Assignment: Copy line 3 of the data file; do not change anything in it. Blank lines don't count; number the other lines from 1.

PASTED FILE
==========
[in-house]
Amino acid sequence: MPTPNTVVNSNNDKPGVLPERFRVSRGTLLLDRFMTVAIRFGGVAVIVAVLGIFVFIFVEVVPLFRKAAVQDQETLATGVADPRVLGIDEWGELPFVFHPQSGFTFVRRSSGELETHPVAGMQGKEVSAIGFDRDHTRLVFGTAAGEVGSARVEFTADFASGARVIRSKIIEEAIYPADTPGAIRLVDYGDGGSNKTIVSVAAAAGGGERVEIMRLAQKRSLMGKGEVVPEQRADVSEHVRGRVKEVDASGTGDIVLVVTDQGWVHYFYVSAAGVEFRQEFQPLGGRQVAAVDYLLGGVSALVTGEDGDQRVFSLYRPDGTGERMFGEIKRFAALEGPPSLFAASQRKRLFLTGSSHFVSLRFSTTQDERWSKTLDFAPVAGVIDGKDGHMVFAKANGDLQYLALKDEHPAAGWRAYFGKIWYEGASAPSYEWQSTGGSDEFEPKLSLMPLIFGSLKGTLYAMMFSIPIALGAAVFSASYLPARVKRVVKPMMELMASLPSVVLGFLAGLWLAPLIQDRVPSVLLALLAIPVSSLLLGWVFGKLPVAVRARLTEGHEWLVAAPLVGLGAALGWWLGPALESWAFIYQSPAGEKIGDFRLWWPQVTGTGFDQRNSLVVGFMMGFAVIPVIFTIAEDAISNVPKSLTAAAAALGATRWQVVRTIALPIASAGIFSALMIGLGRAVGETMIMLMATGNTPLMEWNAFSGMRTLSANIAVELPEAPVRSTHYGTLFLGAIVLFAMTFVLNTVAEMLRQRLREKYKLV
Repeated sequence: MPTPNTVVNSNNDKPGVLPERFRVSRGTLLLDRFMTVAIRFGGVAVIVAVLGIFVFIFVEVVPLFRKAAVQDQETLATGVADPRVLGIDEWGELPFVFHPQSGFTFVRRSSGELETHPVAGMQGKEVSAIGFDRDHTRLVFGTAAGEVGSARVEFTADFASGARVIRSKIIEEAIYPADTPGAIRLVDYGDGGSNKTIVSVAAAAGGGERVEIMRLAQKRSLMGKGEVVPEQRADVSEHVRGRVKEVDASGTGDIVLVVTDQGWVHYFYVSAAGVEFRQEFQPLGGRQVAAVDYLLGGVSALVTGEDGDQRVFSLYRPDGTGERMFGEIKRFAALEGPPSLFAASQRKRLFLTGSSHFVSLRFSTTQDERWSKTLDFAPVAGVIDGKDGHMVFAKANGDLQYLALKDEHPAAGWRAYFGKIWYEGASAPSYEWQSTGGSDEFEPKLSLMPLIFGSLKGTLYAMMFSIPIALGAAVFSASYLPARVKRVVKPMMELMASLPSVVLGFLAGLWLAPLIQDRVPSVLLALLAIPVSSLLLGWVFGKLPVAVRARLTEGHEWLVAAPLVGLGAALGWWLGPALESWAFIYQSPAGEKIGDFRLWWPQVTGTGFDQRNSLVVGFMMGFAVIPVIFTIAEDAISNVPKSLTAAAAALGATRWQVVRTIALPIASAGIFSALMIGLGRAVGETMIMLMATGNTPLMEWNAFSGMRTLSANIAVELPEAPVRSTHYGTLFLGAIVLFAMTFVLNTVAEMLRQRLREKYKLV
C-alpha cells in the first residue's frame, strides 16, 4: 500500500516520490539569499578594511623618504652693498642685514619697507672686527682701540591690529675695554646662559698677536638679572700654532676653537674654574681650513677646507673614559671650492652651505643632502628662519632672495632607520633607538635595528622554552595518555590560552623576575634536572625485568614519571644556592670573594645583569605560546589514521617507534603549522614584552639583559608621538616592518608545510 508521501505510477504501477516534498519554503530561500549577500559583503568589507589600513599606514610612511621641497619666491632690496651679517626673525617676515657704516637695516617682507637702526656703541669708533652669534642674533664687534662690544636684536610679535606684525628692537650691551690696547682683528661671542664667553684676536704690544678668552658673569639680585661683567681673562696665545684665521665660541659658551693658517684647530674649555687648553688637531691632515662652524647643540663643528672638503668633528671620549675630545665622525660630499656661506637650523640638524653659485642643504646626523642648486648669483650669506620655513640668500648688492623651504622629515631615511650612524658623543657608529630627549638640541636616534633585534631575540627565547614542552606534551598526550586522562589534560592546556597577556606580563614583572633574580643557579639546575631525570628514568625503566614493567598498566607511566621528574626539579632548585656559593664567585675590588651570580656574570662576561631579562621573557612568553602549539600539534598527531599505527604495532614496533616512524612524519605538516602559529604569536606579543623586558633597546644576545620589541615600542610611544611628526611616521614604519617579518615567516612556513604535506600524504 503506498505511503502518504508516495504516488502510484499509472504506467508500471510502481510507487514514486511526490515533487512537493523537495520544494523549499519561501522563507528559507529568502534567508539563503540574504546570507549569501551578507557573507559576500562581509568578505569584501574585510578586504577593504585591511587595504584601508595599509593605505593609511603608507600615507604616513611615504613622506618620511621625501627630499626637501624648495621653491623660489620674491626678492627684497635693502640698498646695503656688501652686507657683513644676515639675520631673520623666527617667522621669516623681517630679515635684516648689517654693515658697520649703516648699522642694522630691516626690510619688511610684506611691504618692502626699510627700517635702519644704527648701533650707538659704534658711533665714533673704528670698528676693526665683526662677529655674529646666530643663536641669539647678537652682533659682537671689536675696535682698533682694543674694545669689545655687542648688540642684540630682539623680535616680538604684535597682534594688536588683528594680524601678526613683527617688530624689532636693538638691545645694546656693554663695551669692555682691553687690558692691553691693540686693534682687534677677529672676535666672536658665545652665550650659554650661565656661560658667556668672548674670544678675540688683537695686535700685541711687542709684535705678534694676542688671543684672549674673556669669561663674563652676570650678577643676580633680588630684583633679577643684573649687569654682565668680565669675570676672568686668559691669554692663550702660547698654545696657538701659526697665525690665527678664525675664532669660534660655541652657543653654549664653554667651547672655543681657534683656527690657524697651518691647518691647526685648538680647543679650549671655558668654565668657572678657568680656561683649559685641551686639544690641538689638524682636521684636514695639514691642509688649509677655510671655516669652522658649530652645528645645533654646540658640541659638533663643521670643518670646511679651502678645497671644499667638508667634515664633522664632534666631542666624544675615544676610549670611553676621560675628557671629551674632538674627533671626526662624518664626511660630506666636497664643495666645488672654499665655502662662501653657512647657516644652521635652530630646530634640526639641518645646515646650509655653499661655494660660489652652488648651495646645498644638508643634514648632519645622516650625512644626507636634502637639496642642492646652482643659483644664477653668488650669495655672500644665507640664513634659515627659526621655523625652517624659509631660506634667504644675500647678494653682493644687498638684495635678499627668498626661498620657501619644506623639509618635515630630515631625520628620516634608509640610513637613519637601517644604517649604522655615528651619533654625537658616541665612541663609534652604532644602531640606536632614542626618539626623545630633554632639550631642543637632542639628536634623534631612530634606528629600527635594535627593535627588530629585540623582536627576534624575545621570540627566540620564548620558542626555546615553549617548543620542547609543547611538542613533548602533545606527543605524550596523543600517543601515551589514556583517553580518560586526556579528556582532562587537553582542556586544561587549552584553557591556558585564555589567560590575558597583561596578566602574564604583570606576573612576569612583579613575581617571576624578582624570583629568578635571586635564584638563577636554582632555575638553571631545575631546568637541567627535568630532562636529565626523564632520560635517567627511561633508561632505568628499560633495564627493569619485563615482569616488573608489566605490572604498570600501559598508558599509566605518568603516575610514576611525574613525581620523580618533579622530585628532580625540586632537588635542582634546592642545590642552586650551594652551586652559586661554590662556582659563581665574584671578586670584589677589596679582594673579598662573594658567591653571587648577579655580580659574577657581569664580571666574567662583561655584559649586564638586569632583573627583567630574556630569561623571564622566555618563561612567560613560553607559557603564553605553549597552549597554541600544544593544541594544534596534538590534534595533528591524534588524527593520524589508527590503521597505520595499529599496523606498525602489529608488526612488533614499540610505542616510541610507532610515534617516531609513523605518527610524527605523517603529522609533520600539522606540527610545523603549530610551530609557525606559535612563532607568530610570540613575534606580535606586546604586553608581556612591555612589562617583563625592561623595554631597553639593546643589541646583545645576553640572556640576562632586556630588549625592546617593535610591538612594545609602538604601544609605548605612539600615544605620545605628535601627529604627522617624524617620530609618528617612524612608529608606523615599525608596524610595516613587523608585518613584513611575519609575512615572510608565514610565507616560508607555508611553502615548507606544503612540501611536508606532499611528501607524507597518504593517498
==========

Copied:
Repeated sequence: MPTPNTVVNSNNDKPGVLPERFRVSRGTLLLDRFMTVAIRFGGVAVIVAVLGIFVFIFVEVVPLFRKAAVQDQETLATGVADPRVLGIDEWGELPFVFHPQSGFTFVRRSSGELETHPVAGMQGKEVSAIGFDRDHTRLVFGTAAGEVGSARVEFTADFASGARVIRSKIIEEAIYPADTPGAIRLVDYGDGGSNKTIVSVAAAAGGGERVEIMRLAQKRSLMGKGEVVPEQRADVSEHVRGRVKEVDASGTGDIVLVVTDQGWVHYFYVSAAGVEFRQEFQPLGGRQVAAVDYLLGGVSALVTGEDGDQRVFSLYRPDGTGERMFGEIKRFAALEGPPSLFAASQRKRLFLTGSSHFVSLRFSTTQDERWSKTLDFAPVAGVIDGKDGHMVFAKANGDLQYLALKDEHPAAGWRAYFGKIWYEGASAPSYEWQSTGGSDEFEPKLSLMPLIFGSLKGTLYAMMFSIPIALGAAVFSASYLPARVKRVVKPMMELMASLPSVVLGFLAGLWLAPLIQDRVPSVLLALLAIPVSSLLLGWVFGKLPVAVRARLTEGHEWLVAAPLVGLGAALGWWLGPALESWAFIYQSPAGEKIGDFRLWWPQVTGTGFDQRNSLVVGFMMGFAVIPVIFTIAEDAISNVPKSLTAAAAALGATRWQVVRTIALPIASAGIFSALMIGLGRAVGETMIMLMATGNTPLMEWNAFSGMRTLSANIAVELPEAPVRSTHYGTLFLGAIVLFAMTFVLNTVAEMLRQRLREKYKLV